Classification of Polymers

classification of polymers based on molecular forces. structure and classification of polymers based on end use application. lecture notes polymer chemistry pdf free
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Published Date:21-07-2017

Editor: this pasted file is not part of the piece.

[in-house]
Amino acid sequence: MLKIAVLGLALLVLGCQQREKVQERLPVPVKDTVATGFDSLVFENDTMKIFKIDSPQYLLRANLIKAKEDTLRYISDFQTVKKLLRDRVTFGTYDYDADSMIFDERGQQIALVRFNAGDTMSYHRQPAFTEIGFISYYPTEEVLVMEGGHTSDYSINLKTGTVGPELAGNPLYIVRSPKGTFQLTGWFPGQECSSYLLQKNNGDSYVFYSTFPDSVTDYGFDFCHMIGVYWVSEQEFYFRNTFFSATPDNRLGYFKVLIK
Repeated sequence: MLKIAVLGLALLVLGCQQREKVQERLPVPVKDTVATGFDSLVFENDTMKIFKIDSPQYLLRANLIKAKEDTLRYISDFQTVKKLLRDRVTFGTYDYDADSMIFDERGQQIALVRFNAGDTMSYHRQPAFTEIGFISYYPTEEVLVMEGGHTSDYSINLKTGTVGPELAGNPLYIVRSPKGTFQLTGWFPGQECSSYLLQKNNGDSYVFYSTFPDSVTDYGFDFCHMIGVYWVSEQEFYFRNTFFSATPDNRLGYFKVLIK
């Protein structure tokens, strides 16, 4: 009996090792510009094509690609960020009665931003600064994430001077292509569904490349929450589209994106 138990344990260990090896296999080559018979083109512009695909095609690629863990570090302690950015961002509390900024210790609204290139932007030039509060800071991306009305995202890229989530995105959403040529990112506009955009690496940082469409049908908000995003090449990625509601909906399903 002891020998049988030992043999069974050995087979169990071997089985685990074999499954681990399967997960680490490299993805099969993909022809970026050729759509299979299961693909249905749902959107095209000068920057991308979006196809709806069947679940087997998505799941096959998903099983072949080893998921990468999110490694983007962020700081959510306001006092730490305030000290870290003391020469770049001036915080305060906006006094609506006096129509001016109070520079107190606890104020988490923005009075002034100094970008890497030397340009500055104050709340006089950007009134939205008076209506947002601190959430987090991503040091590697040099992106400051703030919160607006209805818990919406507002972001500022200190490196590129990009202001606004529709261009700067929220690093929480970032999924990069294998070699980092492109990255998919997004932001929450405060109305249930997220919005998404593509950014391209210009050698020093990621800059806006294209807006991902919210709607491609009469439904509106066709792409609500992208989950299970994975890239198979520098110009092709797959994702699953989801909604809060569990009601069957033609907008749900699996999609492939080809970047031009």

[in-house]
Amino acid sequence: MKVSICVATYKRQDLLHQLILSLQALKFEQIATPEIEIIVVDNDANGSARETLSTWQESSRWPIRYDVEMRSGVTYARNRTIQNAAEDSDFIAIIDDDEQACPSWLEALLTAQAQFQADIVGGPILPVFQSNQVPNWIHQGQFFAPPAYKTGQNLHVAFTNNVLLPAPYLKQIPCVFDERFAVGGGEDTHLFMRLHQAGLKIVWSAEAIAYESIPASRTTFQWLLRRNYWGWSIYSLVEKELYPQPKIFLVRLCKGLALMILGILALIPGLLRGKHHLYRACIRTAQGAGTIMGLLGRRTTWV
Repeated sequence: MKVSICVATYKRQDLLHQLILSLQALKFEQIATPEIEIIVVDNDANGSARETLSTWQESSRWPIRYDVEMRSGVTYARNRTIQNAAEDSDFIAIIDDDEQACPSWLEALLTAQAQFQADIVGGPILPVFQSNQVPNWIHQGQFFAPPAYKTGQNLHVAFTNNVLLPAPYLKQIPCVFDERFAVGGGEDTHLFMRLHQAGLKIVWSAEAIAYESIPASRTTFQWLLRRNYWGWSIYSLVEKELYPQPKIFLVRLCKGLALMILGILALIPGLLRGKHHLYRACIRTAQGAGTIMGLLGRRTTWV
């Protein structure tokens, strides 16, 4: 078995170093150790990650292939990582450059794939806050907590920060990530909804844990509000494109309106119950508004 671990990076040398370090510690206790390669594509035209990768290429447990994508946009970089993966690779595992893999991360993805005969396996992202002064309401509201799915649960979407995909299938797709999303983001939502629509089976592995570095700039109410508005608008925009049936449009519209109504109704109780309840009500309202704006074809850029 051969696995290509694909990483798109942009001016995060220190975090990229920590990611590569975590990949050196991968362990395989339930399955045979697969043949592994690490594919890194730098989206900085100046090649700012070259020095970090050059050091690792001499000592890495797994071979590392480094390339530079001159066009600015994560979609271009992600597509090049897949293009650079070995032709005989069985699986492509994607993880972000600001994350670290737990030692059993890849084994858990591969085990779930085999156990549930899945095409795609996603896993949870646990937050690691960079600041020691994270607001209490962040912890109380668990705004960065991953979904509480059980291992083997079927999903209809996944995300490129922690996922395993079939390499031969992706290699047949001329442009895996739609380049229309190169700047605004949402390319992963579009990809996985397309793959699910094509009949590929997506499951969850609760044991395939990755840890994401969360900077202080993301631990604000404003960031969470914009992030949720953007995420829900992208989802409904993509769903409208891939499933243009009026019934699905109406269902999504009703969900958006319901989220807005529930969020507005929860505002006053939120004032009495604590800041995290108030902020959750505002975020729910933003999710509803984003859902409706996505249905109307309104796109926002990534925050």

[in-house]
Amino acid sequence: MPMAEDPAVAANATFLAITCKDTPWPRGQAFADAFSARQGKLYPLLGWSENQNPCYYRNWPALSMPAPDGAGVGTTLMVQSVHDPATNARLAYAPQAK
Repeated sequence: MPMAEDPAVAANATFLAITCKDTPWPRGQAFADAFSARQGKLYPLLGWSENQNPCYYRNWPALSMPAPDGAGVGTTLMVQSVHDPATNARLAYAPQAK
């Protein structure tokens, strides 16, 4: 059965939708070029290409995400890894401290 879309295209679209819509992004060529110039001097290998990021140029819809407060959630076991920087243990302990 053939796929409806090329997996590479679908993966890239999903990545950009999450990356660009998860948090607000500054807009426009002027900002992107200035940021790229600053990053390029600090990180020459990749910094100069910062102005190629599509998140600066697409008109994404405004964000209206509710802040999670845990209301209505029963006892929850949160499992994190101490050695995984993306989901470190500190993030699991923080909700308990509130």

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1. POLYMERS 1.1 GENERAL INTRODUCTION AND ITS SCOPE Polymers form a very important class of materials without which the life seems very difficult. They are all around us in everyday use; in rubber, in plastic, in resins, and in adhesives and adhesives tapes. The word polymer is derived from greek words, poly= many and mers= parts or units of high molecular mass each molecule of which consist of a very large number of single structural units joined together in a regular manner. In other words polymers are giant molecules of high molecular weight, called macromolecules, which are build up by linking together of a large number of small molecules, called monomers. The reaction by which the monomers combine to form polymer is known as polymerization 1. The polymerization is a chemical reaction in which two or more substances combine together with or without evolution of anything like water, heat or any other solvents to form a molecule of high molecular weight. The product is called polymer and the starting material is called monomer. 1.2 HISTORICAL DEVELOPMENT OF POLYMERS Polymers have existed in natural form since life began and those such as DNA, RNA, proteins and polysaccharides play crucial roles in plant and animal life. From the earliest times, man has exploited naturally-occurring polymers as materials for providing clothing, decoration, shelter, tools, weapons, writing materials and other requirements. However, the origin of today’s polymer industry is commonly accepted as being the nineteenth century when important discoveries were made concerning the modification of certain natural polymers. In eighteenth century, Thomas Hancock gave an idea of modification of natural rubber through blending with ceatrain additives. Later on, Charles Goodyear improved the properties of natural rubber through vulcanization process with sulfur. The Bakelite was the first synthetic polymer produced in 1909 and was soon followed by the synthetic fiber, rayon, which was developed in 1911. The systematic study of polymer science started only about a century back with the pioneering work of Herman Staudinger. Staudinger has given a 1 Page new definition of polymer. He in1919 first published this concept that high molecular mass compounds were composed of long covalently bonded molecules. 1.3 CLASSIFICATION OF POLYMERS Polymer is a generic name given to a vast number of materials of high molecular weight. These materials exist in countless form and numbers because of very large number and type of atoms present in their molecule. Polymer can have different chemical structure, physical properties, mechanical behavior, thermal characteristics, etc., and on the basis of these properties polymer can be classified in different ways, which are summarized in Table 1.1, whereas, important and broad classification of polymers are described in the next section. Table1.1: Classification of Polymers Basis of Classification Polymer Type Origin - Natural, Semi synthetic, Synthetic Thermal Response - Thermoplastic, Thermosetting Mode of formation - Addition, Condensation Line structure - Linear, Branched, Cross-linked Application and Physical - Rubber, Plastic, Fibers Properties Tacticity -Isotactic, Syndiotactic, Atactic Non crystalline(amorphous), Semi-crystalline, Crystallinity - Crystalline Polarity - Polar, Non polar Chain -Hetro, Homo-chain 1.3.1 Origin On the basis of their occurrence in nature, polymers have been classified in three types 2:- A. Natural polymer:- The polymers, which occur in nature are called natural polymer also known as biopolymers. Examples of such polymers are natural rubber, natural silk, cellulose, starch, proteins, etc.. 2 Page B. Semi synthetic polymer:- They are the chemically modified natural polymers such as hydrogenated, natural rubber, cellulosic, cellulose nitrate, methyl cellulose, etc. C. Synthetic polymer:- The polymer which has been synthesized in the laboratory is known as synthetic polymer. These are also known as manmade polymers. Examples of such polymers are polyvinyl alcohol, polyethylene, polystyrene, polysulfone, etc.. 1.3.2 Thermal Response On the basis of thermal response, polymers can be classified into two groups 3:- A. Thermoplastic polymers:- They can be softened or plasticized repeatedly on application of thermal energy, without much change in properties if treated with certain precautions. Example of such polymers are Polyolefins, nylons, linear polyesters and polyethers, PVC, sealing wax etc.. B. Thermosetting polymers:- Some polymers undergo certain chemical changes on heating and convert themselves into an infusible mass. The curing or setting process involves chemical reaction leading to further growth and cross linking of the polymer chain molecules and producing giant molecules. For example, Phenolic, resins, urea, epoxy resins, diene rubbers, etc. 1.3.3 Mode of Formation On the basis of mode of formation, polymers can be classified as 2:- A. Addition polymers:- They are formed from olefinic, diolefnic, vinyl and related monomers. They are formed from simple addition of monomer molecules to each other in a quick succession by a chain mechanism. This process is called addition polymerization. Examples of such polymers are polyethylene, polypropylene, polystyrene. 3 Page B. Conden nsation poly ymer:- The ey are forme ed from inte ermolecular r reactions b between bifunctio onal or po olyfunctiona al monome er molecule es having rreactive fu unctional groups s such as –OH H, -COOH, -NH , -NCO O, etc.. 2 1.3.4 Lin ne Structure e On the basi is of structu ure, polymer rs are of thr ree types. A. Linear p polymer:- If the mono omer units are joined iin a linear f fashion, polymer is said to b be linear pol lymer. Linear Hom mopolymer Linear Cop polymer B. Branche ed polymer r:- When m monomer un nits are join ned in bran nched mann ner, it is called br ranched pol lymer. Bra anched Hom mopolymer B Branched Co opolymer C. Cross li inked polymer:- A po olymer is s said to be a a cross link ked polyme er, if the monome er units are j joined togetther in a chain fashion. Cross linke ed Homopol lymer Cross linke ed Copolym mer 4 Page 1.3.5 App plication an nd Physicall Propertie es Dep pending on its ultimate form and u use a polymer can be cllassified as 2:- A. Rubber r (Elastome ers):- Rubb ber is high h molecula ar weight p polymer wi ith long flexible chains and d weak inter rmolecular forces. Th hey exhibits s tensile strength in the rang ge of 300-30 000 psi and d elongation n at break r ranging bettween 300-1000% . Example es are natural and synth hetic rubber r. B. Plastics:- Plastics a are relativelly tough substances wiith high mo olecular wei ight that can be m molded with h (or witho out) the app plication of heat. These e are usuall ly much stronger r than rubbe ers. They ex xhibit tensi ile strength ranging be etween 4000-15000 psi and elongation at break ran nging usual lly from 20 0 to 200% o or even high her. The example es of plastics are, polye ethylene, po olypropylene e, PVC, pollystyrene, et tc. C. Fibers:- - Fibers ar re long- ch hain polym mers characterized by highly cry ystalline regions r resulting m mainly from secondary f forces. They y have a mu uch lower e elasticity than plastics and elastomers. T They also ha ave high ten nsile streng gth ranging b between 20,000- 150,000 psi., are light weight and d possess mo oisture abso orption prop perties. 1.3.6 Tac cticity:- It m may be d defined as the geom metric arran ngement (o orientation) of the characterist tic group of f monomer u unit with re espect to the e main chain n (backbone) of the polymers. O On the basis s of structur re, polymer may be cla assified into three group ps:- A. Isotactic c polymer:- It is the ttype of poly ymer in whiich the char racteristic group are arranged d on the sam me side of th he main cha ain. Is sotactic Pol lypropene 5 Page B. Syndiot tactic polym mer:- A po olymer is s said to be s syndiotactic c if the sid de group (characteristic group) are arran nged in an a alternate fash hion. Sy yndiotatic Po olypropene C. Atactic polymer:- A polymer is said to b be atactic, if f the charactteristic grou ups (side group) a are arranged d in irregula ar fashion (r randomness) around the e main chai in. It has proper strength and d more elastiicity. A Atactic Poly ypropene 1.4 BIOCO OMPOSIT TES Com mposite are attractive m materials be ecause they combine m ma aterial prop perties in ways not fo ound in natu ure. Such m materials oft ten result in n lightweigh ht structures s having high stiffne ess and tailo ored proper rties for spe ecific applic cations, the erreby saving g weight and reducing energy needs 4-6 6. Fiber-re einforced pllastic comp posites beg gan with cellulose f fiber in phe enolics in 1908, later r extending g to urea a and melami ine, and reaching co ommodity s status in th he 1940s w with glass fiber in unsa aturated polyesters. From guita ars, tennis ra acquets, and d cars to mi icrolight air rcrafts, elec ctronic comp ponents, and artificia al joints, co omposites ar re finding u use in divers se fields. Com mposite ma aterials deriived from b biopolymer and synth hetic fibers such as glass and c carbon also come unde er biocompo osites. Biocomposites d derived from m plant- derived fibe er (natural/b biofiber) an nd crop/biod derived plas stic (biopoly ymer/biopla astic) are 6 Page likely to be more ecofriendly, and such biocomposites are sometimes termed “green composites” 4. 1.4.1 Natural/Biofibers as Reinforcements in Biocomposites The world’s supply of natural resources is decreasing and the demand for sustainable and renewable raw materials continues to rise. Biofiber-reinforced composites represent a potential nontraditional, value-added source of income to the agricultural community. Jute is from India and Bangladesh; coir is produced in the tropical countries of the world, with India accounting for 20% of the total world production; sisal is also widely grown in tropical countries of Africa, the West Indies, and the Far East, with Tanzania and Brazil being the two main producing countries; kenaf is grown commercially in the United States; flax is a commodity crop grown in the European Union as well as in many diverse agricultural systems and environment throughout the world, including Canada, Argentina, India, and Russia. Flax fiber accounts for less than 2% of world consumption of apparel and industrial textiles, despite the fact that it has a number of unique and beneficial properties. Hemp originated in Central Asia, from which it spread to China, and is now cultivated in many countries in the temperate zone. Ramie fibers are the longest and one of the strongest fine textile fibers mostly available and used in China, Japan, and Malaysia. Most of the polymers by themselves are not suitable for load-bearing applications due to their lack of sufficient strength, stiffness, and dimensional stability. However, fibers possess high strength and stiffness. Unfortunately, they are not suitable for use in load-bearing applications by themselves because of their fibrous structure. In fiber-reinforced composites, the fibers serve as reinforcement by giving strength and stiffness to the structure while the plastic matrix serves as the adhesive to hold the fibers in place so that suitable structural components can be made. A broad classification (nonwood and wood fibers) of natural fibers is represented schematically in Fig. 1.1. Currently several nonwood fibers (e.g., hemp, kenaf, flax, and sisal) are being utilized commercially in biocomposites in combination with polypropylene for 7 Page automotive e application ns. Now fro om need of f society an nd research point of vi iew it is much impo ortant to wor rk on leaf b based nonwo ood fibers 4 4. Fig 1.1: Sc chematic re epresentatio on of reinfo orcing natu ural/biofibe ers classific cation 4 1.5 MECH HANISM OF POLYM MERIZATIO ON The e linking together of f a large n number of small mo olecules ter rmed as monomers with each h other to fo orm a macr romolecule or polymer r molecule through chemical r reactions is s termed as s polymerization. It can also be defined d as the fundamenta al process b by which lo ow molecul lar weight c compounds are conver rted into high molec cular weigh ht compoun nds. In addi ition to the e structural and compo ositional differences between p polymers Flory stresse ed the very y significan nt difference in the mechanism m by which polymer m molecules ar re build up.. Although Flory conti inued to use the te erms "addi ition polym merization" (polymerization by repeated addition processes) and "co ondensation polymeri ization" (p polymerizattion by r repeated condensatio on processes, i. e., w with the e elimination of small molecules) ) in his discussion of polym merization mechanism m. The cu urrent term minology c classifies polymeriza ation into ste ep growth p polymerizati ion and cha ain growth p polymerizat tion 7. The e degree of f polymeriz zation is related to the e molecula arr mass (M) of the polymer an nd is given b by the equattion, 8 Page 1.1 where, m is the mass of the monomeric unit. 1.5.1 Condensation Polymerization or Step-growth Polymerization Condensation Polymerization is a chemical reaction in which polymer is formed and a small molecule of by-product with a lower molecular weight is released. The by-product eliminated is called as condensate. The reaction can take place between two similar or different monomers. It is also called as step-growth polymerization 8-9. 1.5.2 Addition Polymerization or Chain Polymerization In addition polymerization, two or more molecules of monomers attach together to form a polymer. In this polymerization, there is no elimination of any molecule. It is a chain reaction and no by product is released. It is obtained by linking together the monomer molecules by a chain reaction to give a polymer whose molecular weight is exactly an integral multiple of that of the monomer as in the case of polyethylene obtained by polymerization of ethylene. Only a single monomer is involved in addition polymerization and hence the polymer is homopolymer and contains the same monomer units. Addition polymerization reaction is usually induced by light, heat or a catalyst for opening the double bond of the monomer and creating the reactive sites 9. 1.6 CHARACTERIZATION OF POLYMERS It is comparable to the synthesis of organic compound, composites, biocomposites without a subsequent characterization of its various properties Synthesized material characterization is therefore of very great importance. Some of the important aspects related to characterizations have been described in this section. 9 Page 1.6.1 Molecular Weight and its Distribution The molecular weight of a polymer is of prime importance in the polymer’s synthesis and application. It is important because it determines many physical properties. The term molecular weight is a ratio of the average mass per formula unit 12 of substance to 1/12 th of an atom of C. Molecular weight (MW) and its distribution (MWD) has a considerable effect on macroscopic properties of polymer such as toughness, tensile strength, adherence and environmental resistance, etc. 10. A simple chemical has fixed molecular weight but when we discuss about the molecular weight of polymer, we mean something different from that which applies to small sized compounds. Since polymers are mixture of molecules of different molecular weight, the molecular weight is expressed in the term of “average” value. This average molecular weight is basically based on either average number of repeating units, known as number average molecular weight, or average weight, known as weight average molecular weight. The number average molecular weight is obtained from the number n of macromolecules for each degree of polymerization P by taking i i for each degree of polymerization the product of the number of polymer molecules and their degree of polymerization n p and dividing the sum of these product by the i i total number of monomers N : o  n p  i i i1 M n N o 1.2 The weight average molecular weight is obtained in a similar manner M w from mass m of each degree of polymerization P according to the following i i equation:  m p  i i i1 M w M o 1.3 When the molecular weight distribution is very narrow, the number average and weight average molecular weights are essentially equal. When the distribution is broad, the weight average molecular weight is considerably greater than the number 10 Page average mo olecular we eight and b broader the e distributio on, the gre eater the di ifference between th hem as show wn in Figur re 1.2. From m these mollecular aver rages the m molecular M w weight distr ribution is r represented by their rat tio M n Fig1.2: Sc chematic re epresentatiion of the weight av verage and d number average mol lecular w weight dist tribution as a fun nction of the deg gree of poly ymerization 11. Ten nsile and im mpact strenngths incre ease with molecular weight. Th he melt viscosity of the polym mer, howeve er, shows a a different ttrend. At ve ery high m molecular weights, th he melt viscosity risees more st teeply than n at low m molecular w weights. Molecular weight distribution allso affects properties of polymer rs. To kno ow of a polymer pr roperly, we must have e a good kn nowledge o of both the average m molecular weight as w well as its di ispersion pa atterns. 1.6.2 Cry ystallization n Cry ystallization in polymer r has alway ys been the subject of great scient tific and academic i interest, since polyme ers are kno own to exh hibit a varie ety of struc ctures at various len ngth scales, such as un nit cell, lam mella, and s spherulites. It is an int teresting property re elated to ph hase transittion which determines the final p properties o of many technologic cally releva ant and sc cientifically y exciting systems 12, 13. P Polymer 11 Page crystallization controls the structural formation process of polymeric materials and thereby dominates the properties of final polymer product. Polymer crystallization is usually divided into two separate processes : primary nucleation and crystal growth 14. In general, a crystalline phase must primarily nucleate. The fundamental kinetics of nucleation are often complicated to determine because the rate of heterogeneous nucleation at defects, impurities, and surfaces is much faster than the homogeneous rate of nucleation within the pure bulk liquid. After a nucleus forms, the kinetics of crystal growth determines the overall rate of the phase transformation. For growth from solid or liquid solutions, the rate limiting step in the kinetics is often mass diffusion. For crystal growth from a melt, heat transfer plays an important role for metals, ceramics, and semiconductors, but for large molecules and polymers, the microscopic kinetics associated with attaching a large molecule or polymer segment to the growing crystal are typically the most important consideration 14. The crystalline and amorphous components influence polymer properties. Actually, crystallinity of a polymer sample is expressed in terms of that fraction of the sample which is crystalline. The definition of degree of crystallinity is, of course, based on the premise that crystalline and non-crystalline components of a polymer can co- exist''. The highest crystallinity is generally associated with polymers which have a simple unit cell structure and a relatively high degree of molecular order. The overall property (Q) of a partially crystalline polymer can be expressed as a sum of its two components as: 1.4 where Q and Q are contributions of the crystalline and amorphous components of c a the sample, respectively. A number of methods can be used to detect crystallinity and estimate its degree: X-ray diffraction, infrared-absorption spectroscopy, polarized light microscopy, density, differential thermal analysis and nuclear magnetic resonance spectroscopy, etc.. Accurate and undisputed measurement of the volume fraction of crystallinity in a polymer is not easily accomplished because each of the method of measurement mentioned above is concerned with a different physical aspect of material. Nevertheless, the great practical consequences of crystallinity and 12 Page orientation on mechanical properties dictate that at least relative changes in these factors be observed by whatever means are applicable, and that these be correlated with changes in processing and fabrication methods and with end-use behaviour. It was found that the preparation method of samples influence the morphology and crystallization behaviour of blends. 1.6.3 Glass Transition Temperature In the study of polymers and their applications, it is important to understand the concept of the glass transition temperature Tg. The glass transition is a phenomenon observed in linear amorphous polymer. It occurs at fairly well defined temperature when the bulk material ceases to be brittle and glassy in character and become less rigid and more rubbery. The knowledge of Tg is essential in the selection of materials for various applications. Many Physical properties change profoundly at the glass transition temperature, including mechanical properties and electrical properties. All of these are dependent on the relative degree of freedom for molecular motion within a given polymeric material and each can be used to monitor the point at which the glass transition occurs 15-17. 1.7 MECHANICAL PROPERTIES OF POLYMERS To study the necessary set of valuable properties, polymers differing from one another by their chemical structure and properties are usually mixed together, either homogeneously or heterogeneously. The mechanical properties of inhomogeneous mixture are worse than those of individual polymers, while the mechanical properties of homogeneous mixture are good. Polymers can exhibit the features of glassy, brittle solid or an elastic rubber, or that of a viscous liquid, depending on the temperature and time scale of measurement. The studies on mechanical properties of polymer can, therefore, be carried out by subjecting them to some form of mechanical stress either continuous or in a periodic manner at different rate. Some of the important properties of polymers with regard to their use as engineering material are tensile strength, compressive and flexural strength, hardness, creep, fatigue resistance and impact resistance. 13 Page Toughness of a polymer is the ability to absorb mechanical energy without fracturing. The property such as tensile strength is the maximum amount of tensile load per unit area a material can withstand, while the tensile elongation gives the measure of increase in length in response to a tensile load expressed as a percent of the original length. Elongation at break is the maximum elongation the plastic can undergo. Engineering applications of polymers are governed to a great extent by strain hardening considerations. The designer using polymeric materials must, therefore, understand their mechanical behaviour with respect to the maximum permissible strains to avoid failure. As for most materials, a simple tensile stress-strain curve provides a good start towards understanding the mechanical behaviour of a particular polymer. This curve is usually established by continuously measuring the force developed as the sample is elongated at constant rate of extension until it breaks. Portions of the curve in Fig.1.3 represent the stress-strain behaviour of any polymer and are used to define several useful quantities. The initial slope provides a value for Young's modulus (or the modulus of elasticity) which is a measure of stiffness. The curve also gives yield stress, strength and elongation at break. The area under the curve or work to break is a rough indication of the toughness of the polymeric material. The stress at the knee in the curve (known as the yield point) is a measure of the strength of the material and resistance to permanent deformation. The stress at the breaking point, commonly known as ultimate strength, is a measure of the force required to fracture the material completely. A hard, brittle material such as an amorphous polymer far below its Tg, usually has an initial slope indicative of very high modulus, moderate strength, a low elongation at break, and a low area under the stress-strain curve (Fig. 1.4). Polymeric materials showing hard brittle behaviour at room temperature or below are polystyrene, poly (methyl methacrylate) and many phenol-formaldehyde resins. Hard and strong polymers have high modulus of elasticity, high strength, and elongation at break of approximately 5 percent. The shape of the curve often suggests that the material has broken where a yield point might be expected. This type of curve is characteristic of some rigid poly(vinyl chloride) formulations and polystyrene polyblends. Hard, tough behaviour is shown by polymers such as cellulose acetate, 14 Page cellulose n nitrate and nylons; the ey have hig gh yield po oints and h high modulu us, high strengths an nd large elo ongations. M Most polym mers of this s group sho ow cold-dra awing or "necking" d during the s stretching p process. Cold l -drawing is importan nt in synthe etic fiber technology y, and is us sed to deve elop strength. Polymer ric materialls that are soft and tough show w low modu ulus and yie eld values, m moderate strength at br reak, and very high elongation ranging fr rom 20 to 100 per c cent. This ttype of str ress-strain c curve is characterist tic of plastic cized PVC and rubbers s (elastomer rs). The e two mech hanical perf formances c creep and s stress relaxa ation are re elated to each other. In creep, e elongation ttakes place e under the application n of constan nt stress, while in str ress relaxati ion, decreas se in stress o occur when a specimen n is held at constant and essent tially instan ntaneously induced s strain. The varying s stress or s strain is measured a as a function n of time. R Repeated flexing of a sa ample throu ugh a given distance often cause es a sample to fail at a a lower stress than it could for a s single flexu ure. This feature is re eferred to as s fatigue. Fig 1.3: G Generalized d tensile str ress-strain curve for some polym meric mater rials 15 Page Fig 1.4: Te ensile stress s-strain cur rves for fou ur types of polymeric material. Fati igue testing g may be c carried out by subjectting the sam mple to alt ternating tensile and compressiv ve stress. Th he fatigue r resistance u usually decr reases with increase in rigidity. Imp pact strength h is a measu ure of tough hness or resistance to b breakage under high velocity im mpact cond ditions. Fro om this poi int of view w, polymer riic material ls under normal con nditions of use are th hought to b be either brittle or to ouugh. For e example, polystyrene e, poly(met thyl methac crylate) and d unmodifiied, non pllasticized P PVC are usually rat ted as britt tle, breakin ng with a sharp frac cture; plastiicized PV VC's are considered to be toug gh. In generral, polyme eric materia als are eith heer brittle or tough, depending on the tem mperature an nd rate of impact, i.e. rate of de eformation.. Impact strength of f polymers and deriv ved plastics s depends on the pos sition of th he glass transition temperature (T) wiith respect t to room m temperatture and e ease of g crystallizati ion. Far be elow the g glass-transition, amorp phous polym mers break k with a brittle fract ture, but they become tougher as s the service temperatu ure approac ches T .. g Above T , amorphous polymers a are in a rub bbery state s so that the term impac ct ceases g to have any y significanc ce 1.7.1 Mec chanical pr roperties of f a thin film m Polymer The e mechanica al propertie es of any po olymer blen nd and com mposite also o depend on its dime ensional size weather itt is thinner or thicker in appearan nce. The siz ze of the blend make es it usable in various f fields. Toda ay polymers s are used e extensively in many application ns in thin film m form, lik ke film coati ing, adheren nt epoxy un nder fills to localize 16 Page the stress concentration during thermal expansion, in electronic packaging etc.. The mechanical state within the polymer necessarily varies from point to point within the thin film, as can the strength of the adhesion between the polymer and the substrate. In most practical cases, even in thin film applications such as found in electronic packaging applications, the typical dimensions of the polymer component are much larger than the dimensions of individual molecules. At scales much larger than this, the material can be considered as continuum and the usual mechanics can be invoked to model the deformation behavior, and bulk tensile properties (which will vary with resin and processing) can accurately describe the time dependent properties of the thin film. 1.7.2 Microhardness of a Polymer If we discuss the mechanical properties of polymer and biocomposites, hardness of the material is one of the most important aspects in its mechanical characterization; it is generally defined as “resistance of a material to plastic deformation, usually by indentation”. It is the property of a material, which gives it the ability to resist permanent deformation (bend, break, or have its shape changed), when a load is applied. The greater the hardness of the material, the greater is the resistance it has towards deformation. The one of the best available definition is given by Ashby 18, which states “hardness is a measure of the resistance to permanent deformation or damage”. Microhardness is the hardness of a material measured at low loads as determined by forcing an indenter such as Vickers or Knoop into the surface of the material under 5 g to 160 g load. Usually the indentations are so small that they must be measured with a microscope. Micro indenters work by pressing a tip into a sample and continuously measuring applied load, penetration, depth and cycle time. Nano- indentation tests measure hardness by indenting with very small (of the order of 1 nano-Newton) indentation forces and measuring the depth of the indention that is made. The hardness test measures the mean contact pressure, when an indenter is pressed onto the surface of a flat specimen. It provides the simple and non- destructive means of assessing the resistance of material to plastic deformation. In this present work Vickers’s microhardness indentation testing has been utilized to 17 Page study various properties of polymer and polymer biocomposite blends, which has also been utilized by various workers. This typical hardness test involves applying a fixed load to the indenter, and measuring the resultant size of indentation. This has been related empirically to the yield stress of the material. This work presents the results of micro-indentation testing on electrically stressed polymer thin films 19-26. 1.8 ELECTRICAL PROPERTIES OF POLYMER Materials such as glass, ceramics, polymers and biocomposites are non conducting materials. They prevent flow of current through them. When these types of non-conducting materials are placed in an electric field, they modify the electric field and they themselves undergo appreciable changes as a result of which they act as stores of electrical charges. When charge storage is the main function, the materials are called dielectrics. For a material to be a good dielectric, it must be an insulator. As good insulators, polymers posses excellent dielectric properties. Many authors have reported theoretical and experimental work related to these properties 29-52. The common electrical properties of interest are discussed below: 1.8.1 Dielectric polarization Polarization with the application of an electric field, due to the displacement of charge particles inside the material forming dipoles, is known as internal polarization. Some of the internal polarizations are electronic, orientational (dipolar), space charge and barrier polarization. Dielectric can also be charged by direct injection of charge carriers, when high 5 electric field (10 V/cm) is applied between the electrodes in intimate contact with it. Charges get sprayed or deposited due to corona discharge or dielectric breakdown in the thin air gap between the electrode and the dielectric. If the injected charge in the surface is of same sign as that of electrode in contact, it is called homo-charge; if it is opposite in sign then it is called hetero-charge. The total polarization is the resultant of both internal and external polarization. P = P + P 1.5 int ext 18 Page Polymers as dielectrics are known to store charge permanently when subjected to field - temperature treatment; such quasi permanently charged dielectrics are known as Electret. 1.8.2 Dielectric strength It measures the highest current that can be applied to a plastic before it allows current to pass. It is expressed as the voltage just before this happens divided by the thickness of the sample (in volts/m). It is affected by temperature, thickness, how the sample was conditioned, rate of voltage increase, test duration and contamination etc. 1.8.3 Electrical conduction The electrical conductivity of polymer, x, measures the presence of free ions not connected chemically with the macromolecules. It also depends on presence of low molecular weight impurities that can serve as source of ions. The chemical constitution has only an indirect effect on the mobility of the ions. 13191 In glassy state the conductivity of the polymer is approximately 10 to 10 ohm . With increasing temperature, the conductivity of polymer increases according to the exponential law as, URT x = A e 1.6 where, A is a Coefficient mainly dependent on temperature, R is Universal gas constant, and U is the Activation energy 1.8.4 Dielectric constant (or permittivity) ׀ Dielectric constant, ε , indicates how easily a polymer/plastic can be polarized relative to vacuum. It is defined as the ratio of the capacity of an electric capacitor filled with the substance to that of the same capacitor in vacuum, at a definite external field frequency. This dimensionless number which is important in high frequency applications varies with temperature, moisture, frequency and thickness. 1.8.5 Dissipation factor This measures the energy dissipated during rapid polarization reversals, as with an alternating current. It can be seen as the ratio of energy lost as heat to current 19 Page transmitted. It is usually measured at 1 MHz. This factor should be low when polymers are used as insulators in high-frequency applications such as radar and microwave equipments. 1.8.6 Dielectric loss ׀׀ Dielectric loss, ε , measures the part of the energy of an electric field that is dissipated irrecoverably as heat in the dielectric. Dielectric loss in polymeric materials is due to the independent movement of chain sections consisting of large number of monomer units. 1.8.7 Volume resistance A standard measure of conductivity when a direct current potential is applied across a material is volume resistivity (measured as ohm  area of the smaller 8 electrode/ specimen thickness). Materials measuring volume resistance above 10 ohm-cm are insulators. 1.8.8 Surface resistance This expresses how well current flows over the surface of a material between electrodes placed on the same side of a specimen. While volume resistance is a property of the material, surface resistance measures how susceptible a plastic is to surface contamination, especially moisture. It is useful when surface leakage may be a problem but since it is not measurable exactly it should be used with wide margin of safety. 1.9 STATEMENT OF THE PROBLEM Composite materials are attractive because they combine material properties in ways not found in nature. Such materials often result in lightweight structures having high stiffness and tailored properties for specific applications, thereby saving weight and reducing energy needs 4,54-55. Typically, a manmade composite would consist of a reinforcement phase of stiff, strong material, frequently fibrous in nature, embedded in a continuous matrix phase. The advantage of such a coupling is that the high strength and stiffness of the fiber may be exploited. Biocomposites are composite materials comprising one or more phase(s) derived from a biological origin. In terms of the reinforcement, this could include 20 Page